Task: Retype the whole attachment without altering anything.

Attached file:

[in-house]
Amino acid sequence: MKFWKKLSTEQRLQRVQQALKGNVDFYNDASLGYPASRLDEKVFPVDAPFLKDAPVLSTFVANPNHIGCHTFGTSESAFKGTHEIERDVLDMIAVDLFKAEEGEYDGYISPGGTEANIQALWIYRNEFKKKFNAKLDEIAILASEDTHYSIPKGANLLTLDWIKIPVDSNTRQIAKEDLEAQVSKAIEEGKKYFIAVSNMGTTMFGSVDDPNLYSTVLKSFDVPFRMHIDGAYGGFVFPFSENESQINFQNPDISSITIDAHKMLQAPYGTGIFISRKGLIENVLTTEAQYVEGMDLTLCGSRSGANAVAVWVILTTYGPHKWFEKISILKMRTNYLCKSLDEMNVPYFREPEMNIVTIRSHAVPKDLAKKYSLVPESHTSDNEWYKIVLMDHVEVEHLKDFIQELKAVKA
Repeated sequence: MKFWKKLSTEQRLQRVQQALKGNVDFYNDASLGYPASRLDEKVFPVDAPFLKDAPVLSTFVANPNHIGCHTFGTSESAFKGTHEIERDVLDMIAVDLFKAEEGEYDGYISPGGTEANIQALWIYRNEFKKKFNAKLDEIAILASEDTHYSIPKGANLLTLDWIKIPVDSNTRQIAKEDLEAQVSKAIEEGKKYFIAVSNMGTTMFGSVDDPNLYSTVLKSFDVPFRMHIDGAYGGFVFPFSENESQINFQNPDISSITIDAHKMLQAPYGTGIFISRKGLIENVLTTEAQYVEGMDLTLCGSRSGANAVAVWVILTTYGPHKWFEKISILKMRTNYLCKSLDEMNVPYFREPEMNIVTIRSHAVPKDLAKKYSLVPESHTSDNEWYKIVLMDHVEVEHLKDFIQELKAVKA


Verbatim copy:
[in-house]
Amino acid sequence: MKFWKKLSTEQRLQRVQQALKGNVDFYNDASLGYPASRLDEKVFPVDAPFLKDAPVLSTFVANPNHIGCHTFGTSESAFKGTHEIERDVLDMIAVDLFKAEEGEYDGYISPGGTEANIQALWIYRNEFKKKFNAKLDEIAILASEDTHYSIPKGANLLTLDWIKIPVDSNTRQIAKEDLEAQVSKAIEEGKKYFIAVSNMGTTMFGSVDDPNLYSTVLKSFDVPFRMHIDGAYGGFVFPFSENESQINFQNPDISSITIDAHKMLQAPYGTGIFISRKGLIENVLTTEAQYVEGMDLTLCGSRSGANAVAVWVILTTYGPHKWFEKISILKMRTNYLCKSLDEMNVPYFREPEMNIVTIRSHAVPKDLAKKYSLVPESHTSDNEWYKIVLMDHVEVEHLKDFIQELKAVKA
Repeated sequence: MKFWKKLSTEQRLQRVQQALKGNVDFYNDASLGYPASRLDEKVFPVDAPFLKDAPVLSTFVANPNHIGCHTFGTSESAFKGTHEIERDVLDMIAVDLFKAEEGEYDGYISPGGTEANIQALWIYRNEFKKKFNAKLDEIAILASEDTHYSIPKGANLLTLDWIKIPVDSNTRQIAKEDLEAQVSKAIEEGKKYFIAVSNMGTTMFGSVDDPNLYSTVLKSFDVPFRMHIDGAYGGFVFPFSENESQINFQNPDISSITIDAHKMLQAPYGTGIFISRKGLIENVLTTEAQYVEGMDLTLCGSRSGANAVAVWVILTTYGPHKWFEKISILKMRTNYLCKSLDEMNVPYFREPEMNIVTIRSHAVPKDLAKKYSLVPESHTSDNEWYKIVLMDHVEVEHLKDFIQELKAVKA